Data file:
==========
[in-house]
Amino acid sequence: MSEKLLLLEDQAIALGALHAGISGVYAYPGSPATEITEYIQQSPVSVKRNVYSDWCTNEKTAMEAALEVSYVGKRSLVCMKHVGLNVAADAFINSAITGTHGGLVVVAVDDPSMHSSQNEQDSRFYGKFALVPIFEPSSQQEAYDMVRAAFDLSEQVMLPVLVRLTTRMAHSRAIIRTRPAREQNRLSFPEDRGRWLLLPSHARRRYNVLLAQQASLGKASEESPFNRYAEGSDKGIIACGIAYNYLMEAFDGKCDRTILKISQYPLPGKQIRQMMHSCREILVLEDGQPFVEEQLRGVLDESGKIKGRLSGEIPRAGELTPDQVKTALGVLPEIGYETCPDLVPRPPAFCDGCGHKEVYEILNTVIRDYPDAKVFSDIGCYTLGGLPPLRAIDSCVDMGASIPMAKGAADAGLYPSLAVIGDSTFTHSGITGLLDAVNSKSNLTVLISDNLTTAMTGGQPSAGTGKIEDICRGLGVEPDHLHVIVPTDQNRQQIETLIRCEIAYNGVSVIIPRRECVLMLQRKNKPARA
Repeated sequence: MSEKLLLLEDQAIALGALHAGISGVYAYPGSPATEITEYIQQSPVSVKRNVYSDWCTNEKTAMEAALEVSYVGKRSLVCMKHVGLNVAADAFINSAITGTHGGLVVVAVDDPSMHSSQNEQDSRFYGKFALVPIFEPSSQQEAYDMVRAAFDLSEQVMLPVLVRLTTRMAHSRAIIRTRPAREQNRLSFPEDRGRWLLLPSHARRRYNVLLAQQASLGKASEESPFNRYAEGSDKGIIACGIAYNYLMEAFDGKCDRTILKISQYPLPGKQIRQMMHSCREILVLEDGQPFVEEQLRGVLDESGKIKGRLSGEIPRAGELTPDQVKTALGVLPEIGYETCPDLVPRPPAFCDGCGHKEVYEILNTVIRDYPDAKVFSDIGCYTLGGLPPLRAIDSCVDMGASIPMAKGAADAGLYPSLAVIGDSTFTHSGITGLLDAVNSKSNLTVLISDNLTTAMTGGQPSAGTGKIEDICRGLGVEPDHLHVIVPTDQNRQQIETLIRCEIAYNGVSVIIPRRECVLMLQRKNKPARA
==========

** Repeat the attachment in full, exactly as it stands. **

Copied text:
[in-house]
Amino acid sequence: MSEKLLLLEDQAIALGALHAGISGVYAYPGSPATEITEYIQQSPVSVKRNVYSDWCTNEKTAMEAALEVSYVGKRSLVCMKHVGLNVAADAFINSAITGTHGGLVVVAVDDPSMHSSQNEQDSRFYGKFALVPIFEPSSQQEAYDMVRAAFDLSEQVMLPVLVRLTTRMAHSRAIIRTRPAREQNRLSFPEDRGRWLLLPSHARRRYNVLLAQQASLGKASEESPFNRYAEGSDKGIIACGIAYNYLMEAFDGKCDRTILKISQYPLPGKQIRQMMHSCREILVLEDGQPFVEEQLRGVLDESGKIKGRLSGEIPRAGELTPDQVKTALGVLPEIGYETCPDLVPRPPAFCDGCGHKEVYEILNTVIRDYPDAKVFSDIGCYTLGGLPPLRAIDSCVDMGASIPMAKGAADAGLYPSLAVIGDSTFTHSGITGLLDAVNSKSNLTVLISDNLTTAMTGGQPSAGTGKIEDICRGLGVEPDHLHVIVPTDQNRQQIETLIRCEIAYNGVSVIIPRRECVLMLQRKNKPARA
Repeated sequence: MSEKLLLLEDQAIALGALHAGISGVYAYPGSPATEITEYIQQSPVSVKRNVYSDWCTNEKTAMEAALEVSYVGKRSLVCMKHVGLNVAADAFINSAITGTHGGLVVVAVDDPSMHSSQNEQDSRFYGKFALVPIFEPSSQQEAYDMVRAAFDLSEQVMLPVLVRLTTRMAHSRAIIRTRPAREQNRLSFPEDRGRWLLLPSHARRRYNVLLAQQASLGKASEESPFNRYAEGSDKGIIACGIAYNYLMEAFDGKCDRTILKISQYPLPGKQIRQMMHSCREILVLEDGQPFVEEQLRGVLDESGKIKGRLSGEIPRAGELTPDQVKTALGVLPEIGYETCPDLVPRPPAFCDGCGHKEVYEILNTVIRDYPDAKVFSDIGCYTLGGLPPLRAIDSCVDMGASIPMAKGAADAGLYPSLAVIGDSTFTHSGITGLLDAVNSKSNLTVLISDNLTTAMTGGQPSAGTGKIEDICRGLGVEPDHLHVIVPTDQNRQQIETLIRCEIAYNGVSVIIPRRECVLMLQRKNKPARA